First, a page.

One thing I noticed was the admonition
Latecomers may not be admitted
reiterated on the ticket and elsewhere in the information about the show (Strindberg’s Dance of Death, now finished). That’s redundant information for me, I thought. Imagine being late for the theatre.
It was New Year’s Day and I took the chance to explore my neighbourhood, hoping to find a sneaky route to part of Epping Forest. The suburban houses on roads I didn’t know – that were plagued by learner drivers, to the extent that they were impeding each other – did not present any apparent point of entry, so I went back to the main road. Further on I saw a pond, with the various fowl oscillating between the family units proffering inappropriate bread. A district noticeboard offered films and courses on Egyptology. An enviable provision for those able to attend during “working hours”. Having passed the intangible elision between Snaresbrook and Wanstead, I took the Central line from the latter station, intending to see what happened on the Other Branch, with its mysterious Hainault. It was disappointing.
This wandering must have precipitated a mood of dilatoriness. I had established that a recent indulgent book purchase at Foyle’s included a duplicate of a book I hadn’t read yet, so I thought I could combine returning it with a walk from Tottenham Court Road to the Trafalgar Studios for the play.
As it turned out, even though I took a train earlier than Google Now’s recommended service, I didn’t have much time. My presumed familiarity with the Centrepoint nexus was found to be inadequate and I had to backtrack in order to head to Foyle’s. I returned the book successfully, quite pleased with myself, then walked on towards Trafalgar Square.
Of course, I was about two minutes late for the start of the play, and the stricture was activated. The box office person explained that I couldn’t go in and that I’d have to wait for the interval. Perhaps fearing a Scene, she passed me on to someone more senior who explained this again, with the added detail that as soon as I opened the door
I would be on the stage
which showed how foolish an enterprise that would be. He repeated their regrets and said that I could wait in the bar for an hour, which is when I would be able to enter.
I sat in the bar, disconsolate and cross. No one else seemed to have made the same mistake. Someone did turn up though, a civilian, and I overheard a staff member explaining that he could sit in row H for now and take up his allocated seat at the interval. She asked me
which studio I was
as she passed me, and carried on when I replied it was number two.
A few minutes passed, while I contemplated my defeat.
A man approached. One of the ushers and/or bar staff. He asked why I was there, so I explained, ashamed. He made an unexpected suggestion, namely that I could watch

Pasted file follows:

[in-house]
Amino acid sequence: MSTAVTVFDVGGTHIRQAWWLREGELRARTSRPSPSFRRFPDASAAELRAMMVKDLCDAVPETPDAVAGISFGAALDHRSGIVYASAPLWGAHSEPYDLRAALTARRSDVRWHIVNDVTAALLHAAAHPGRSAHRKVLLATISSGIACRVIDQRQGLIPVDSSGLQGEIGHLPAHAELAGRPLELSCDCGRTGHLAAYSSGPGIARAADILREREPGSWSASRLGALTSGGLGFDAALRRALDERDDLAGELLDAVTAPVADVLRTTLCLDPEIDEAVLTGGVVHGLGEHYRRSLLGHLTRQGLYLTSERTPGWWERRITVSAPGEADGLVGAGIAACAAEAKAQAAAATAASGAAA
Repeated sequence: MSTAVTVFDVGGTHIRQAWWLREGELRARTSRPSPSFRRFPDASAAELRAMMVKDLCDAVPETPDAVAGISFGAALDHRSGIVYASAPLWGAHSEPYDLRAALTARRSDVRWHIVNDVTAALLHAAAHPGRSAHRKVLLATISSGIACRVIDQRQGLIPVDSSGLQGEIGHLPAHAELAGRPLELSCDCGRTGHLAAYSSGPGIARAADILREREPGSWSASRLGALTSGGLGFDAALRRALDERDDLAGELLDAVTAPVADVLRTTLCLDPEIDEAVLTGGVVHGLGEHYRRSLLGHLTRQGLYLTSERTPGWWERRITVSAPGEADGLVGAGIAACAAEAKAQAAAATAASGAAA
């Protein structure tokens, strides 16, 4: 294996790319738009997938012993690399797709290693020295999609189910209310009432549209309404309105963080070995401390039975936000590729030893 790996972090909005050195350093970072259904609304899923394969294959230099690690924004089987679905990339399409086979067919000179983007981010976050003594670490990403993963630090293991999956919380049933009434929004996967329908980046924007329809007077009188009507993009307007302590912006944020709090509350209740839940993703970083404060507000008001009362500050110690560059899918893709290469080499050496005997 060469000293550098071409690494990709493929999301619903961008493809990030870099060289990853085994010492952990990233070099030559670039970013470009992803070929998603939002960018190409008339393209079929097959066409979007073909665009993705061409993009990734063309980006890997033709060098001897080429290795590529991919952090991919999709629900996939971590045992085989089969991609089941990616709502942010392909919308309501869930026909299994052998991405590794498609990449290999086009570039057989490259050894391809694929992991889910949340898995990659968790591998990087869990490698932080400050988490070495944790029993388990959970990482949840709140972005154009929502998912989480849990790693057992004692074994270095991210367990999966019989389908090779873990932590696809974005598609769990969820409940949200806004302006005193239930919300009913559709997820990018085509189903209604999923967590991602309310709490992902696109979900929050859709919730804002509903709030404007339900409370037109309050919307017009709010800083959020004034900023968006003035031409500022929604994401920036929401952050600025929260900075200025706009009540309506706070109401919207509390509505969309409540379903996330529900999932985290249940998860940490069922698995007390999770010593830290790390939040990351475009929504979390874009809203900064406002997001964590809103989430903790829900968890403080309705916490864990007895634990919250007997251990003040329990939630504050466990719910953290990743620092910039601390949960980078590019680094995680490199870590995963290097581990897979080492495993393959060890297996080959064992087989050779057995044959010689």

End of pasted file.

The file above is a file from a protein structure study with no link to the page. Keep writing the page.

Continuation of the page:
through the window, as long as you don’t go in – otherwise I’ll get into trouble
which didn’t really make sense to me but seemed like an improvement on stewing alone in the bar. There was a door leading to a small lobby, at the end of which was the door to the studio. In the latter were two windows, through which I could see most of the stage.
He whispered that he could bring a chair, which offer I accepted with some embarrassment. He brought in the stool, taking the greatest care not to create any noise and I then watched the first part of the play, in this rather ludicrous manner, trying to be careful not to distract anyone in the audience. I wasn’t sure whether the people in the front row on the opposite side of the stage could see me as clearly as I could see them, and wondered, if so, what they made of this curious peering figure. An opportunist? An interloper? Could the actors see too? If they could, would they care?
The usher came in to remove the stool a few minutes before the interval, to prevent an obstruction. This meant I watched the remainder of the first part from an even odder position of stooping.
When the interval came, I left the lobby before any of the audience emerged. One woman asked with concern about the smoke on the stage (which had been present throughout). The senior usher reassured her that it was just water vapour. I asked him if he could show me to my seat, which he did, after the stream of interval emergers had finished.
People sitting near me were clearly surprised that someone should appear at that point, though no-one said anything. It was indeed a very small studio space, with only 4 or so rows of seats. Behind me was the stage manager, activating the smoke, in his box. For the second part I could hear every word, which wasn’t the case when I was in my fenestral position.
The play itself was wonderfully bleak and yet funny, benefitting from the extra claustrophobia of the studio space. Did I enjoy it more because I’d had to struggle more than those who’d arrived on time?
When I left, I made a point of thanking the helpful usher, who said
and I hoped he felt that his kind gesture had been worthwhile.